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Title: Sources of Affect around Interdisciplinary Sense Making
Authors: Geller, Benjamin D.
Gouvea, Julia S.
Sawtelle, Vashti
Turpen, Chandra
Issue Date: Jun-2014
Publisher: Boulder, CO: International Society of the Learning Sciences
Citation: Geller, B. D., Gouvea, J. S., Sawtelle, V., & Turpen, C. (2014). Sources of Affect around Interdisciplinary Sense Making. In Joseph L. Polman, Eleni A. Kyza, D. Kevin O'Neill, Iris Tabak, William R. Penuel, A. Susan Jurow, Kevin O'Connor, Tiffany Lee, and Laura D'Amico (Eds.). Learning and Becoming in Practice: The International Conference of the Learning Sciences (ICLS) 2014. Volume 2. Colorado, CO: International Society of the Learning Sciences, pp. 1142-1146.
Abstract: We unpack an episode in which a case study student in an Introductory Physics for Life Scientists (IPLS) course experiences positive and negative affect coupled to sources of frustration and satisfying resolution. We argue that the positive affect that the student experiences stems from an alignment between his identification as a sense-maker and his epistemological view of this physics course as one that that values sense-making. Conversely, we attribute his frustration to a tension between his identity and his epistemological view of his biology courses as descriptive and fact-driven. We discuss some implications of this model for students engaged in interdisciplinary sense-making more generally. In particular, we suggest that Gavin's frustration with the lack of attention to mechanism in his biology courses might ultimately serve to strengthen his sense of interdisciplinary connectedness and satisfaction.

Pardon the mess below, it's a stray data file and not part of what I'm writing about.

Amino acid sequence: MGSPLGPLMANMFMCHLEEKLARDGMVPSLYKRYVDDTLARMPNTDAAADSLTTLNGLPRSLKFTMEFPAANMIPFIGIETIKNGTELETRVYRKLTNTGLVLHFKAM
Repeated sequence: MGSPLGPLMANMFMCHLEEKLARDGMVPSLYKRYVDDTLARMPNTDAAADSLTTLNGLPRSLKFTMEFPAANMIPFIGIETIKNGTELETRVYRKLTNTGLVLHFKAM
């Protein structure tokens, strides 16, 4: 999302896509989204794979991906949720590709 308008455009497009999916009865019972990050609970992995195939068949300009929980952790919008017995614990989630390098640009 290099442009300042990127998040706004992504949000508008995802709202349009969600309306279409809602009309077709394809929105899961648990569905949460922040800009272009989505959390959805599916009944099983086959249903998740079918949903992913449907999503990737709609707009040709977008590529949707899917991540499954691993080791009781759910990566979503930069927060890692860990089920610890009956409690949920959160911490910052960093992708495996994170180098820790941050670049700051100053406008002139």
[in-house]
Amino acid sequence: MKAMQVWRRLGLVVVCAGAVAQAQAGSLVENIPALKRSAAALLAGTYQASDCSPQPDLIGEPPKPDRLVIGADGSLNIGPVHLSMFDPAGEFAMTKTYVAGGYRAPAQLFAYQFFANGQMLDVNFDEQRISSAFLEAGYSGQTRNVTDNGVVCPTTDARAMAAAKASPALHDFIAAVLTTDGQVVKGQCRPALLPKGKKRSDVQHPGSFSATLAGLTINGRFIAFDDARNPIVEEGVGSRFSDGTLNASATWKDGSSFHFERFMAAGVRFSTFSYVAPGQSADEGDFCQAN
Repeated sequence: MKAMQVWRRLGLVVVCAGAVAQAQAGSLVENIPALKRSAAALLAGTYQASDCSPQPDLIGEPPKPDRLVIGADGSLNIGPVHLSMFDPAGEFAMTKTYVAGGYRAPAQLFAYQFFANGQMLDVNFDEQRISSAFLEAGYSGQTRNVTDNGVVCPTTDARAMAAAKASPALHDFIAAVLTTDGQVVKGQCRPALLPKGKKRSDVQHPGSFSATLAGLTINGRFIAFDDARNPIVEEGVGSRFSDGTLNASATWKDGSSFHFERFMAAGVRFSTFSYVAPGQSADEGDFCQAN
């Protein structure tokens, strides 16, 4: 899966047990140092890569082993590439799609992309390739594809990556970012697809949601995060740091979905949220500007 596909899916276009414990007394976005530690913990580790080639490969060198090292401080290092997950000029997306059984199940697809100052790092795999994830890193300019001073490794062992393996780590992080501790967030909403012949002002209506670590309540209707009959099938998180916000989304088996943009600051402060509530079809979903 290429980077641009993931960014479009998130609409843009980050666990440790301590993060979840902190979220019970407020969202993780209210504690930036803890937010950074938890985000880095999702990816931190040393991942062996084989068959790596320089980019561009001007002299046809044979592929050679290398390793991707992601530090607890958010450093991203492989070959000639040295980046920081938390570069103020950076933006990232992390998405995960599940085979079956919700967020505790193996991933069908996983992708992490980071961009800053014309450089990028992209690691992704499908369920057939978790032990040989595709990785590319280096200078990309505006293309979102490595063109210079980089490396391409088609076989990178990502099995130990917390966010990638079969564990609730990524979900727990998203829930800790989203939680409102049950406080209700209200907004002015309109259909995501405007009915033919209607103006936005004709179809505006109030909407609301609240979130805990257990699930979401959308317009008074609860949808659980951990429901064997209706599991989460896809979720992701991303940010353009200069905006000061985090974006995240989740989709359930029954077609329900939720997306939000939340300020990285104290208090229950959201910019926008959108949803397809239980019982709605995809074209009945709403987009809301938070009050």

Appears in Collections:ICLS2014

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